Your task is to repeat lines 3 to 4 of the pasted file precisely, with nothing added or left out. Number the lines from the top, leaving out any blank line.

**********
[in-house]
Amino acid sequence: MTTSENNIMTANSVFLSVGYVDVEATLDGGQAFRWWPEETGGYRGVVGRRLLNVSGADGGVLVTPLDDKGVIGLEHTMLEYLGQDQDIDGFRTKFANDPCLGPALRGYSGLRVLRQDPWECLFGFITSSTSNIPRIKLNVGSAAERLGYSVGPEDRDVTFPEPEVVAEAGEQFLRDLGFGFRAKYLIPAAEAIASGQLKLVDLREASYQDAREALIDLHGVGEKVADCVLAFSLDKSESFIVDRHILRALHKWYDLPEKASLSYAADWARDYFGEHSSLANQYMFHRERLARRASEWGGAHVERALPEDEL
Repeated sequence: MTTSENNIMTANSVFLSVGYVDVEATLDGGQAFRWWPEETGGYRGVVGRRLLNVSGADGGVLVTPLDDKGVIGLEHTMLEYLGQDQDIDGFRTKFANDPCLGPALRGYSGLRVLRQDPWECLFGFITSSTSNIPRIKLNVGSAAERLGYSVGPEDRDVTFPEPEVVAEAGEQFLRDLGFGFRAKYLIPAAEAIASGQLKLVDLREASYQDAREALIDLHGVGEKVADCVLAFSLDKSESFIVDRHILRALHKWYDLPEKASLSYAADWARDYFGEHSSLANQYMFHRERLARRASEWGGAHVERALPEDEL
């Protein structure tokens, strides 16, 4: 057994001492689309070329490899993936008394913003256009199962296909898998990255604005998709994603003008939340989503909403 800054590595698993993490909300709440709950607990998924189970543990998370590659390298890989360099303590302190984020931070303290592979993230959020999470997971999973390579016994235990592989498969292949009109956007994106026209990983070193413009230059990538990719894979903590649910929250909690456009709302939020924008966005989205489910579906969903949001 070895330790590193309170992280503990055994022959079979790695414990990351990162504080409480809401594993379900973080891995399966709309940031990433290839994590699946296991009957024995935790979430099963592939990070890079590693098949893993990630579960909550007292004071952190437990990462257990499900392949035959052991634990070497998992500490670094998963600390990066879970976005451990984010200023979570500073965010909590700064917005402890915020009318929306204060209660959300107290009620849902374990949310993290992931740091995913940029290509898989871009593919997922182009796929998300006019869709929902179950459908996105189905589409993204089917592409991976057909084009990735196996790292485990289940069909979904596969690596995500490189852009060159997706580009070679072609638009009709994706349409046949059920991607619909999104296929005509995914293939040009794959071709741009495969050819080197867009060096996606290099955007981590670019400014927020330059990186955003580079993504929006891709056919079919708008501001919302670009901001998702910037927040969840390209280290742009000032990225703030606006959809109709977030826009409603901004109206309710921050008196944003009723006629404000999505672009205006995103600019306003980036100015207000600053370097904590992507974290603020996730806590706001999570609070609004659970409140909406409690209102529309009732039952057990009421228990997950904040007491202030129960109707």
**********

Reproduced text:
Repeated sequence: MTTSENNIMTANSVFLSVGYVDVEATLDGGQAFRWWPEETGGYRGVVGRRLLNVSGADGGVLVTPLDDKGVIGLEHTMLEYLGQDQDIDGFRTKFANDPCLGPALRGYSGLRVLRQDPWECLFGFITSSTSNIPRIKLNVGSAAERLGYSVGPEDRDVTFPEPEVVAEAGEQFLRDLGFGFRAKYLIPAAEAIASGQLKLVDLREASYQDAREALIDLHGVGEKVADCVLAFSLDKSESFIVDRHILRALHKWYDLPEKASLSYAADWARDYFGEHSSLANQYMFHRERLARRASEWGGAHVERALPEDEL
């Protein structure tokens, strides 16, 4: 057994001492689309070329490899993936008394913003256009199962296909898998990255604005998709994603003008939340989503909403 800054590595698993993490909300709440709950607990998924189970543990998370590659390298890989360099303590302190984020931070303290592979993230959020999470997971999973390579016994235990592989498969292949009109956007994106026209990983070193413009230059990538990719894979903590649910929250909690456009709302939020924008966005989205489910579906969903949001 070895330790590193309170992280503990055994022959079979790695414990990351990162504080409480809401594993379900973080891995399966709309940031990433290839994590699946296991009957024995935790979430099963592939990070890079590693098949893993990630579960909550007292004071952190437990990462257990499900392949035959052991634990070497998992500490670094998963600390990066879970976005451990984010200023979570500073965010909590700064917005402890915020009318929306204060209660959300107290009620849902374990949310993290992931740091995913940029290509898989871009593919997922182009796929998300006019869709929902179950459908996105189905589409993204089917592409991976057909084009990735196996790292485990289940069909979904596969690596995500490189852009060159997706580009070679072609638009009709994706349409046949059920991607619909999104296929005509995914293939040009794959071709741009495969050819080197867009060096996606290099955007981590670019400014927020330059990186955003580079993504929006891709056919079919708008501001919302670009901001998702910037927040969840390209280290742009000032990225703030606006959809109709977030826009409603901004109206309710921050008196944003009723006629404000999505672009205006995103600019306003980036100015207000600053370097904590992507974290603020996730806590706001999570609070609004659970409140909406409690209102529309009732039952057990009421228990997950904040007491202030129960109707």